In the first instance it might be helpful to consider your website as a shop. The shop needs to have a window and prospective shoppers (prospective members) need to be tempted inside via rich content, effective hooks, incentives and clear, intuitive navigation.

The shop door (online joining/payment processing) needs to be open and once inside (following successful online joining) the shelves need to be well-stocked (i.e. content should be interesting and immediately accessible).

From member outputs (benefits) to positive outcomes

Many organisations use practical case studies to enable prospective members to establish the value of membership. These case studies ordinarily mirror key member personas and are much more powerful than listing member benefits alone (member outputs). The key is to clearly communicate one or more positive member outcomes. This membership marketing approach is much stronger.

Case study: The Caravan and Motorhome Club

In 2017 the Caravan Club rebranded to The Caravan and Motorhome Club and underwent a radical change, shifting from member outputs (benefits) to outcomes. As an organisation it went from ‘we are a club for people who own caravans’ to ‘we are a club that enables our members to go on adventures’. This powerful approach will impact positively on new member acquisition.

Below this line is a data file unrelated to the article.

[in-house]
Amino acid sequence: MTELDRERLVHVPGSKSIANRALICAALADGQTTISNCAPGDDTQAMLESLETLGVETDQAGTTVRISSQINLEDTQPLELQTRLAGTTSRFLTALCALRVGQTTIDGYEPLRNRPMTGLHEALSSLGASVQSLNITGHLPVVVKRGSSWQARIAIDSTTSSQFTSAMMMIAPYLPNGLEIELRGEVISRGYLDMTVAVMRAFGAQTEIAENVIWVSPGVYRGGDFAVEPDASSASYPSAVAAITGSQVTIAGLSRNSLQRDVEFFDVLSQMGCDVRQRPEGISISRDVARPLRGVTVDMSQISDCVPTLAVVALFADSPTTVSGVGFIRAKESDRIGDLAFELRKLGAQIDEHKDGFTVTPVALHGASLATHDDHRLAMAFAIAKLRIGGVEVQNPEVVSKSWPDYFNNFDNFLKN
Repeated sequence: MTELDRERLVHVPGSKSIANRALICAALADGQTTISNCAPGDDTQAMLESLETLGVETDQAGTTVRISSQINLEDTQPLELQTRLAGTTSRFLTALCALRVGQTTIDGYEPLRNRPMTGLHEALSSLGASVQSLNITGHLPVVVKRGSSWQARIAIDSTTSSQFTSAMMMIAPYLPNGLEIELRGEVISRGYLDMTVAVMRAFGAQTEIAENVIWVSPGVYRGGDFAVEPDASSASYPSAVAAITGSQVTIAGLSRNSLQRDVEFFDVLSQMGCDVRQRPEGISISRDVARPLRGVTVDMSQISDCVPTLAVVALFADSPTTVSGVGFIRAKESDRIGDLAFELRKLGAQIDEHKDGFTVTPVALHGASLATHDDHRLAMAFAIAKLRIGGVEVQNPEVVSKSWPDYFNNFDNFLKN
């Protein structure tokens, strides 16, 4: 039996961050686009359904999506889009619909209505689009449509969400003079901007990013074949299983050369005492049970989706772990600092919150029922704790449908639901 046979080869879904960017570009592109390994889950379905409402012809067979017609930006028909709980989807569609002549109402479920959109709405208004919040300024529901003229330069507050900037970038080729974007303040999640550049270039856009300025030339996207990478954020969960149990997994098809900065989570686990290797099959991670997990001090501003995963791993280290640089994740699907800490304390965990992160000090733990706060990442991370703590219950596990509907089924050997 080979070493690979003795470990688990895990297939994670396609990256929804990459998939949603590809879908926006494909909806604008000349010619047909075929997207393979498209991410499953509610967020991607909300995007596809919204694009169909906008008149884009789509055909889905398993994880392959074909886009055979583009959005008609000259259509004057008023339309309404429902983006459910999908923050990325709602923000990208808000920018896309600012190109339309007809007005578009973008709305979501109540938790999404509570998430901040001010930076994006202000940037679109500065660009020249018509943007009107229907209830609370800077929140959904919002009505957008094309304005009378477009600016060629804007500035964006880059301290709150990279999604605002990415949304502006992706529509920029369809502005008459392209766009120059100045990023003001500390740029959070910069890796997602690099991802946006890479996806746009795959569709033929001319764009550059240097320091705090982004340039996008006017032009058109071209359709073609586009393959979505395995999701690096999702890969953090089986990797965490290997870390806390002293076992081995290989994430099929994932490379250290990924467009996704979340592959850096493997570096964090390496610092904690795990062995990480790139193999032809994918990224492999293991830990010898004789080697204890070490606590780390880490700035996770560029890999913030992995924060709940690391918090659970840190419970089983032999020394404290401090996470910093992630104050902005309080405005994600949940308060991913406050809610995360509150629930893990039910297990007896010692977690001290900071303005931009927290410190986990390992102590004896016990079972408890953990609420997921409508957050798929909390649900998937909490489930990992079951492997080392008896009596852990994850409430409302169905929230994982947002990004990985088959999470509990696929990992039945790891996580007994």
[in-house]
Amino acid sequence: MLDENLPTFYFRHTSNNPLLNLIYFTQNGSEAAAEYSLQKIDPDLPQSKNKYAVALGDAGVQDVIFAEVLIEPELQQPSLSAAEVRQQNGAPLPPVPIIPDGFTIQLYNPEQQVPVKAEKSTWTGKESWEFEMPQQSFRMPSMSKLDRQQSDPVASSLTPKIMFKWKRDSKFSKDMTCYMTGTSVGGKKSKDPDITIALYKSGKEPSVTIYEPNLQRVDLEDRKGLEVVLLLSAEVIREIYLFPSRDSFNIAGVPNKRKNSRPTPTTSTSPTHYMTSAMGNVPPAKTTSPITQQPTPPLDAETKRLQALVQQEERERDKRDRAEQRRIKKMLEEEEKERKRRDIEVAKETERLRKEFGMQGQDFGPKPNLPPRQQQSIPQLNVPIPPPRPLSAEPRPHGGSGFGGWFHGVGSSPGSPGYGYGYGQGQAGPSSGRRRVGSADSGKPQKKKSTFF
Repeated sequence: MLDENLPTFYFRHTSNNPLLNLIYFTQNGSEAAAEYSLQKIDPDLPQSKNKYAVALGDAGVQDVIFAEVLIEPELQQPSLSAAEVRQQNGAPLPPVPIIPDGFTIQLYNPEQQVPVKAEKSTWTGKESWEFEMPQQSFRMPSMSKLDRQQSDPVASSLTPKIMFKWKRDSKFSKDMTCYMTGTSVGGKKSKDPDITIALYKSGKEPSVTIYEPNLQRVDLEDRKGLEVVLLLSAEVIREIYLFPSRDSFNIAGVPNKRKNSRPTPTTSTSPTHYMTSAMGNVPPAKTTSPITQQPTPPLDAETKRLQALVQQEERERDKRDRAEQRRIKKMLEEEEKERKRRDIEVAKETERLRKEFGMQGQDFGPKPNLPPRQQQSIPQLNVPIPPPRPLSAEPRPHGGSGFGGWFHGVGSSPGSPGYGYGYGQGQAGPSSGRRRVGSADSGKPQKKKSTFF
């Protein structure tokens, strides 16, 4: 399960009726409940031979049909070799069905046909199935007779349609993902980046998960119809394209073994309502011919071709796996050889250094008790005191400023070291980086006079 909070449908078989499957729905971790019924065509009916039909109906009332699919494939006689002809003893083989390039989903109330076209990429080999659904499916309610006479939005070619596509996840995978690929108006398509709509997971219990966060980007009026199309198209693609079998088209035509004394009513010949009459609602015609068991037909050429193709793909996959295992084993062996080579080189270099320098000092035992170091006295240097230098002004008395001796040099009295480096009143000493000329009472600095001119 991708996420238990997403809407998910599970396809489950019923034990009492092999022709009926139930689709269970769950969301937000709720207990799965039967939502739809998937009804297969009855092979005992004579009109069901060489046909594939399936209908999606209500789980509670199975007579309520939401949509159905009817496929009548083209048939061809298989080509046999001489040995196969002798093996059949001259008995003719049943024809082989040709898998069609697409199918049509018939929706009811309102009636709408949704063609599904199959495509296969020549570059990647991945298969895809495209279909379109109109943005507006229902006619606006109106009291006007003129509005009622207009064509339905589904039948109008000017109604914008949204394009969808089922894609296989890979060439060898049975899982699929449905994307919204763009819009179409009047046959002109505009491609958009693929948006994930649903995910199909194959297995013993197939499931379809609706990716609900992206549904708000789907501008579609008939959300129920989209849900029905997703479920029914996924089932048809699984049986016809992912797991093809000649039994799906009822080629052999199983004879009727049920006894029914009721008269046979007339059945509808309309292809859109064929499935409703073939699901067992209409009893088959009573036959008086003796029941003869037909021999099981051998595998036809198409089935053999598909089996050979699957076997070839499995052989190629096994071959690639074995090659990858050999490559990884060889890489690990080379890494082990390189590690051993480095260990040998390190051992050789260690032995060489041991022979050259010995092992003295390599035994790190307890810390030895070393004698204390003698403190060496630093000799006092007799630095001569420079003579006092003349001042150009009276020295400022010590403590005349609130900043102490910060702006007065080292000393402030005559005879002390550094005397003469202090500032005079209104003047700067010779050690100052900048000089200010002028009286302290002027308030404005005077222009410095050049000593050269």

Consider the online joining process and opt-out payment options

The online joining process should be simple and straightforward. It requires clear instructions and a growing number of membership organisations are using illustrations/videos/images to prospective members to join.

Two thirds of membership organisations have their websites connected directly to their CRM (membership database) and this can help massively with the online joining process/administration. It can also be the reason why online joining journeys for some organisations can be clunky and unintuitive. In real terms this will impact on the number of abandonments and you need to actively work to reduce these.

A number of membership organisations are now providing live web-chat functionality that can be accessed by the joiner at any stage of the online joining process. Some organisations are now actively tracking online joiner behaviour. For example, if the user starts to move their mouse to the top-left of the screen relatively quickly this may indicate a potential exit (I.e. pre-empting the browser screen being closed) and so ‘Can we help?’ is displayed. Similar content may also be displayed if there is a level of inactivity on an online joining page/form.

Critical to the online joining process is online payment functionality and it is now industry-standard for the joiner to have the option to pay either via debit/credit card, Direct Debit or offline via invoice.

Call to action 2 - Consider online subscription and opt-out payment options

Opt-out membership subscription payment options will massively help existing member acquisition, so this option should be provided as ‘the way to pay’. Many organisations also provide the opportunity for members to pay in recurring monthly/quarterly payments.

I hope you found this article interesting - and I look forward to sharing my second blog article on futureproofing your membership organisation. Watch this space…